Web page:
The first step in the development of a PPE program is to identify the particular hazards at the worksite. Some of these may be obvious, but an onsite inspection should still be performed. Work practices, job procedures, equipment, workplace layout, and individual factors may play a deciding role in the type of controls recommended for a certain job. Recognizing potential hazards should include reviewing the manufacturing or other processes, maintaining an inventory of physical and chemical agents encountered routinely or periodically, examining all the different job activities of a work area, and studying the existing control measures. Every effort should be made to control all hazards, where possible, at the source.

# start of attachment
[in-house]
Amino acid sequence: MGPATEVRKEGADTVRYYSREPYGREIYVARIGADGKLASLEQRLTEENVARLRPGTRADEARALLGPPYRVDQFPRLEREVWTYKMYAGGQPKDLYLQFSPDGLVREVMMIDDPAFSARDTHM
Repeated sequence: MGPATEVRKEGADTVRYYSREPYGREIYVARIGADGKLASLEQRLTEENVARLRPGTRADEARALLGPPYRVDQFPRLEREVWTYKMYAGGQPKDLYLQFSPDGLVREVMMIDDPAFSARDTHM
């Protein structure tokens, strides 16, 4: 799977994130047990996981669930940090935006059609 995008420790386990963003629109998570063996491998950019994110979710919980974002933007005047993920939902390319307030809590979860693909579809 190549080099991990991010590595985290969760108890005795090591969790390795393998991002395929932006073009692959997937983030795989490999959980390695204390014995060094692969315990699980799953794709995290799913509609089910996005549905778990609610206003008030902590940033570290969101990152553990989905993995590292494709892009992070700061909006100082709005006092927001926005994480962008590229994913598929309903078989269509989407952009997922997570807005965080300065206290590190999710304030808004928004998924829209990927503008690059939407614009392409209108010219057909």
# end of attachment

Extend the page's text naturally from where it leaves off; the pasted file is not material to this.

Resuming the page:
Particular attention should be paid to job requirements that may have important consequences for the PPE selected because some types of hazards require multiple PPE solutions. For example, working with chlorine requires respiratory and eye protection because chlorine irritates both the respiratory system and GHS Safety Data Sheets (SDSs) as part of the inspection, as they indicate the types of hazards associated with specific materials. In Canada, various standards exist and the most recent should be used for guidance in the selection process. Two of the more common standards include the Canadian Standards Association (CSA) and the Bureau de normalisation du Quebec (BNQ). For example, the CSA Standard Z94.3-07 “Eye and Face Protectors” outlines types of eye protectors recommended for particular work hazards. It classifies eye protection according to the hazard. It allows the wide variety of PPE on the market to be slotted into various categories. A review of the plant survey and these categories will help in the choice of the proper eye protection for each specific job hazard.

Terry Penney